Greece's 1-2-3 Plan For Default And Amazing Recovery (LINK)
Greece, which has been stuck in a deep debt crisis for the past five years, is due to pay back 300 million euros ($410 million) to the International Monetary Fund next Friday (June 5th).
Only after a default can contracts like pensions or employment agreements be breached. Greece's “excessive government headcount, wasteful programs and overly generous compensation packages are due for major reforms." However, such reforms can only be implemented after Greece defaults on their payments. In other words, the IMF and other foreign creditors have to take the hit first before Greece's government employees, pensioners, and all who benefit from government services can.
Greece’s troubles (central government debt/GDP of 192%) have gotten so far out of control that avoiding a default is unrealistic. “So, embrace it. Eventually, a debt restructuring should reduce this burden to something more manageable. Once the default has begun it should be much easier to restructure other expenditures. For one thing, the Greek government might not be able to borrow any more money. So, they will have to do with the revenue they have. A balanced budget!”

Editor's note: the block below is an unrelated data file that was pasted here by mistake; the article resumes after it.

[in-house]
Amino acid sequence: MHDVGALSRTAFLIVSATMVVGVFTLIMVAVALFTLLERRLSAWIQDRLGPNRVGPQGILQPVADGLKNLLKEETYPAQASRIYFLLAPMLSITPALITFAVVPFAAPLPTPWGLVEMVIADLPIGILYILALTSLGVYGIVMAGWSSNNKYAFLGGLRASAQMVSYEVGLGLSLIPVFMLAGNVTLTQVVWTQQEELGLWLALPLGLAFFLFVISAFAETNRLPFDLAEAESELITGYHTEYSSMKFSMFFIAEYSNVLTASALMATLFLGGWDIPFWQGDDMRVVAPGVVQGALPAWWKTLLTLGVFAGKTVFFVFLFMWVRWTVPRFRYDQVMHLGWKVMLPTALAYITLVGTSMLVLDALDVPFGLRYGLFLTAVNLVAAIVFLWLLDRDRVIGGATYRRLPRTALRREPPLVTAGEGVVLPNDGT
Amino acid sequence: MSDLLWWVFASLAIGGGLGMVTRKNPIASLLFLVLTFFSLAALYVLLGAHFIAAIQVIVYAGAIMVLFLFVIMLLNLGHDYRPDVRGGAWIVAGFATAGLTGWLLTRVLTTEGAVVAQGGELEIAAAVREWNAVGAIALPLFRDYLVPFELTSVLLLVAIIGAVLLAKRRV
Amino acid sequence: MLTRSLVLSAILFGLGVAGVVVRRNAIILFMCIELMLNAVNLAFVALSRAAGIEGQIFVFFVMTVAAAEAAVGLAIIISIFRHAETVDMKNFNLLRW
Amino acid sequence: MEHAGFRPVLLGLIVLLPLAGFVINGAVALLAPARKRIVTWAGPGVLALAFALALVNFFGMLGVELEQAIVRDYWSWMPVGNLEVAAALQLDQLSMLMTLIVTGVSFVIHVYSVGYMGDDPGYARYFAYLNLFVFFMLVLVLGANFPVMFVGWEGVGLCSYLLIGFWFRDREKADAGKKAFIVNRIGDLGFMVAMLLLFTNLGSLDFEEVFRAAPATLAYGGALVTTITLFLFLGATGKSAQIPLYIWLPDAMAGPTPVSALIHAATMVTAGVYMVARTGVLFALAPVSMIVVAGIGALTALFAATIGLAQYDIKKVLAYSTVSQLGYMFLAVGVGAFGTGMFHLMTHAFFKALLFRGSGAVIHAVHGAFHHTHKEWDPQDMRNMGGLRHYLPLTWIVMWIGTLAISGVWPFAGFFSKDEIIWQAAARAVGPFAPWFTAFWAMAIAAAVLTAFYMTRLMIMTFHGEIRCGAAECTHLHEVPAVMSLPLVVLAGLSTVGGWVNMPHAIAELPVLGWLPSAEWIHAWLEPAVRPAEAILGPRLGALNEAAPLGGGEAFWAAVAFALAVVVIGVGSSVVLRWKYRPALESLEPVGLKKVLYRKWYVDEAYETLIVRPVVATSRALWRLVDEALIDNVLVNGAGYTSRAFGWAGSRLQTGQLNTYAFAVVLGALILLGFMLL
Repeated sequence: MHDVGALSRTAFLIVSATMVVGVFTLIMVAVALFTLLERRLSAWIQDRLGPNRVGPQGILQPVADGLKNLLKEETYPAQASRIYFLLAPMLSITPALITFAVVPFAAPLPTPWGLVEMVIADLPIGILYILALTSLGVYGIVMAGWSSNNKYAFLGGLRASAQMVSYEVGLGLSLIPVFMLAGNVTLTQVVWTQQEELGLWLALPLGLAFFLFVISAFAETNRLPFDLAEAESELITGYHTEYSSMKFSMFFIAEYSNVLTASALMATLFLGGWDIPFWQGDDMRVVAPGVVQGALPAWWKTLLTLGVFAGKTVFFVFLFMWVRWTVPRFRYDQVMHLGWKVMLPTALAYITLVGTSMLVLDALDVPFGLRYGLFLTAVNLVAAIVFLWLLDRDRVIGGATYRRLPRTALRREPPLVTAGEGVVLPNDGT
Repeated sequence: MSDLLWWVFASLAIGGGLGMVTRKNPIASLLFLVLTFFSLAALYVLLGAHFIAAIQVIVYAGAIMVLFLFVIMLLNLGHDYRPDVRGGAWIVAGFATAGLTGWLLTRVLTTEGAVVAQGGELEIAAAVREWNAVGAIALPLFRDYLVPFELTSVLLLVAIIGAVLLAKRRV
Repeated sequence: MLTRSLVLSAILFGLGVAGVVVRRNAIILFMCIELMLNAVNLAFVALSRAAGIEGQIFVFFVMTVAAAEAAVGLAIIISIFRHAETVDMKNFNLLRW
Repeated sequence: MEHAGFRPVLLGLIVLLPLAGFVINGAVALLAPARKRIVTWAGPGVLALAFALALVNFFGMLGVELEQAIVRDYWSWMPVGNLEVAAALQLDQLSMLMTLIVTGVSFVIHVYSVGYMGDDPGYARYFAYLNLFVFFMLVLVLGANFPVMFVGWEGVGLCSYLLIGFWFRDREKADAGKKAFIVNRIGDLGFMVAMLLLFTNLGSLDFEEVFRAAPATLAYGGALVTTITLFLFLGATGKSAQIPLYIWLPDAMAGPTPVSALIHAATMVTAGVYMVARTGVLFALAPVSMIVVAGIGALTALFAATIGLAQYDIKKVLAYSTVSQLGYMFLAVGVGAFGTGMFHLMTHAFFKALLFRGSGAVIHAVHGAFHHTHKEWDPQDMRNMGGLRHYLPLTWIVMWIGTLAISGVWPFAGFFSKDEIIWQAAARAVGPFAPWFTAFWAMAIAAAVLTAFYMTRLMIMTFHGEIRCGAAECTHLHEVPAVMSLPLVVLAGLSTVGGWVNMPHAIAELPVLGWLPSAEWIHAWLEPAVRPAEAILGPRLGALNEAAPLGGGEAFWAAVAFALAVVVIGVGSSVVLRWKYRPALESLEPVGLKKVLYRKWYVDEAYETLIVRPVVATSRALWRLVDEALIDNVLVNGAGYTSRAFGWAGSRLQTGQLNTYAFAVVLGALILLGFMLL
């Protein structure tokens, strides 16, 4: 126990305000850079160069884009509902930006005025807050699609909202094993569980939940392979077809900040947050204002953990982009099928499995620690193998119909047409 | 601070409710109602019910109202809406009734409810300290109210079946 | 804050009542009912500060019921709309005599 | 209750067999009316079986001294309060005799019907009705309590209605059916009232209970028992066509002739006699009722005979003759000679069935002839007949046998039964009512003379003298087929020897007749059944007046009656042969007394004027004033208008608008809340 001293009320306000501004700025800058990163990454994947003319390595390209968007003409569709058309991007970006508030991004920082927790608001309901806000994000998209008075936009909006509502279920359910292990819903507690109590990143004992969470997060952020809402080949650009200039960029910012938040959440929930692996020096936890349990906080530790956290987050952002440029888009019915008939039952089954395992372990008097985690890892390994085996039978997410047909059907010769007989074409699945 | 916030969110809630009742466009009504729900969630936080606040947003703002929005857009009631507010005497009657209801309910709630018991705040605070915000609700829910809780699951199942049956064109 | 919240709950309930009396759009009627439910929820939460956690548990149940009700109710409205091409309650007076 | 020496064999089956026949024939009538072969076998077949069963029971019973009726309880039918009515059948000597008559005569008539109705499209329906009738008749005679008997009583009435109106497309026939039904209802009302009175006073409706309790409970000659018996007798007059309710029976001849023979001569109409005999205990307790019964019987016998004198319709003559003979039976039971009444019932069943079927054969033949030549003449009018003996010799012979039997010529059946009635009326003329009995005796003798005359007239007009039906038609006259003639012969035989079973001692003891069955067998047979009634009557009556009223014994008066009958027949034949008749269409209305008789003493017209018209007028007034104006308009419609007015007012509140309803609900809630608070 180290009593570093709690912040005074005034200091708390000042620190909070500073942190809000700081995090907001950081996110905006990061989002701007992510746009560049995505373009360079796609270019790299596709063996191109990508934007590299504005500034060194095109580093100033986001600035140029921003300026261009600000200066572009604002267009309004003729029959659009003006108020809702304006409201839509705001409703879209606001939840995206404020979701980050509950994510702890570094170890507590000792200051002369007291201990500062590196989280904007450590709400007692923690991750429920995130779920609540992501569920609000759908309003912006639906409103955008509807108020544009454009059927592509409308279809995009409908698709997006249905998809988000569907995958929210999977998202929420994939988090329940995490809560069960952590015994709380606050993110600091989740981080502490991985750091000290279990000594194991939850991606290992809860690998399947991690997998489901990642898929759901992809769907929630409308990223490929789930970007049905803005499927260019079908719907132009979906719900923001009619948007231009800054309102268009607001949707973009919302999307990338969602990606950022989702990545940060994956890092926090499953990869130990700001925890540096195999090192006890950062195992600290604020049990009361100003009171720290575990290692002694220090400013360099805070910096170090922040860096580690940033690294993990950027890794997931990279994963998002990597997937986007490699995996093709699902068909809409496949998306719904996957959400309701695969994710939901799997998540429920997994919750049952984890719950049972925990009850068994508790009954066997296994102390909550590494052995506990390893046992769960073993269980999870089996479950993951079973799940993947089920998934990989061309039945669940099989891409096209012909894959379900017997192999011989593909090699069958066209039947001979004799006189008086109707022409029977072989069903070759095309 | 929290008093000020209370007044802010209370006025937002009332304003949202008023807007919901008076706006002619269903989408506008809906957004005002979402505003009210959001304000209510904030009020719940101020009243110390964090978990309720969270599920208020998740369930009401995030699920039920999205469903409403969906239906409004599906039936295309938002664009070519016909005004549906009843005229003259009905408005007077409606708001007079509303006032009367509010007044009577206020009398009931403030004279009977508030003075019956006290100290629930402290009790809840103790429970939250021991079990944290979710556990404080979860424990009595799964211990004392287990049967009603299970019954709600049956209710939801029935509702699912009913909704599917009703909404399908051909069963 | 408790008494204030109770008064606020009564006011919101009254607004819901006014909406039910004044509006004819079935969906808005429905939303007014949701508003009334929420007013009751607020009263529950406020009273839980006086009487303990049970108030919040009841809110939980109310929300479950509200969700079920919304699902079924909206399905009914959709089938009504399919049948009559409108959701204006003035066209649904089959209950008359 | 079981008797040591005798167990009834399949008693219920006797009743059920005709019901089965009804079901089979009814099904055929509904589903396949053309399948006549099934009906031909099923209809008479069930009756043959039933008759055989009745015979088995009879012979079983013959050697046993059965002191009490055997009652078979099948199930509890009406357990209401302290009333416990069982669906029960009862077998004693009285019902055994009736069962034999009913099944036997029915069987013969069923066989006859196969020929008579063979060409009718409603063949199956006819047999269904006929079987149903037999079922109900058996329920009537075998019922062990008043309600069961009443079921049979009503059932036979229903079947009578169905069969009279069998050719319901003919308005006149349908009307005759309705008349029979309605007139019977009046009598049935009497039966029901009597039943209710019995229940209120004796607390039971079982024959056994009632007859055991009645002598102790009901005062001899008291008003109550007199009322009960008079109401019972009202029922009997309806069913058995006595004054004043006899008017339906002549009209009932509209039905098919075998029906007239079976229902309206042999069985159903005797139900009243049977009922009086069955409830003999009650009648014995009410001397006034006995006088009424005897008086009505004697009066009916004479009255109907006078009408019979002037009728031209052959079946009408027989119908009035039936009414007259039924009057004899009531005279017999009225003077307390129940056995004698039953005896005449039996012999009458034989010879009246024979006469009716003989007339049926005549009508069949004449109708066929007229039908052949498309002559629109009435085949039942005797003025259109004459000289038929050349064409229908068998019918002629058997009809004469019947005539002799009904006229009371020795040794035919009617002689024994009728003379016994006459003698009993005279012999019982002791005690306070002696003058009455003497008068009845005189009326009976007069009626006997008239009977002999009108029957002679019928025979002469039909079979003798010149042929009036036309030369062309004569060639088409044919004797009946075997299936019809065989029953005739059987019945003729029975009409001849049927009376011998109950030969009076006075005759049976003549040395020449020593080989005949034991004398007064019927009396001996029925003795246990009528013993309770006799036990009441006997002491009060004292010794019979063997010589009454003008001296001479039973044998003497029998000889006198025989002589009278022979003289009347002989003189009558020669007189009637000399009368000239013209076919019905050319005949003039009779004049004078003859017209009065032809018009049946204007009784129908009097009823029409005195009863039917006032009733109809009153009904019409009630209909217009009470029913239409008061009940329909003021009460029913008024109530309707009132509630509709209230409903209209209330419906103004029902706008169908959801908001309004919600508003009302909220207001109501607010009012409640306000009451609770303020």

Greece needs a healthy private economy, capable of expanding employment and rising prosperity. "Before any big reductions in government spending, they should have a major tax reform to get the near-dead economy moving again. Steve Forbes has proposed a combination of a . This is a fine strategy, and the result would be a gigantic expansion in economic activity. It is quite possible for Greece’s nominal GDP, in euros, to in the decade following such a tax reform. Tax revenues, which have been falling since 2008, ”
“The private economy would be where all the action is. Typically, after a crisis period, there are gigantic business opportunities everywhere. A middle-class life in the private sector becomes more appealing than life as a government parasite. The steps to take are now clear. First, the default. Second, tax reforms, and other regulatory reforms to make Greece a good – nay, a great – place for business. Third, eliminating all the corruption and rot inherent in the government’s present spending patterns, while preserving important services and welfare programs.”
Do you think this is a good plan for Greece? Can you come up with a better option? How do you think Greek pensioners and other citizens that benefit from these government services will react to this plan? How do you think Greece's creditors will react to this plan? Lastly, if Greece does default do you think they are putting themselves at risk of getting thrown out of the Eurozone?